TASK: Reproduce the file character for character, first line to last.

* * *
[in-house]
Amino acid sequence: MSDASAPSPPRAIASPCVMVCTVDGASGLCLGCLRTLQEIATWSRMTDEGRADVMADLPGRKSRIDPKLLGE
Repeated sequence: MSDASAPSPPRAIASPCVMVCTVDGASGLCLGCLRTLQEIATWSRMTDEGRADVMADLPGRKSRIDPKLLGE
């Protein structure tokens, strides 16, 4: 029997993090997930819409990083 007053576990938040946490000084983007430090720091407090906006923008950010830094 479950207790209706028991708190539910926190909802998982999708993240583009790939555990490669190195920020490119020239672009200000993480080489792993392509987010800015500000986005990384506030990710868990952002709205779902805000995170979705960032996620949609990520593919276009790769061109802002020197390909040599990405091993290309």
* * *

[in-house]
Amino acid sequence: MSDASAPSPPRAIASPCVMVCTVDGASGLCLGCLRTLQEIATWSRMTDEGRADVMADLPGRKSRIDPKLLGE
Repeated sequence: MSDASAPSPPRAIASPCVMVCTVDGASGLCLGCLRTLQEIATWSRMTDEGRADVMADLPGRKSRIDPKLLGE
């Protein structure tokens, strides 16, 4: 029997993090997930819409990083 007053576990938040946490000084983007430090720091407090906006923008950010830094 479950207790209706028991708190539910926190909802998982999708993240583009790939555990490669190195920020490119020239672009200000993480080489792993392509987010800015500000986005990384506030990710868990952002709205779902805000995170979705960032996620949609990520593919276009790769061109802002020197390909040599990405091993290309």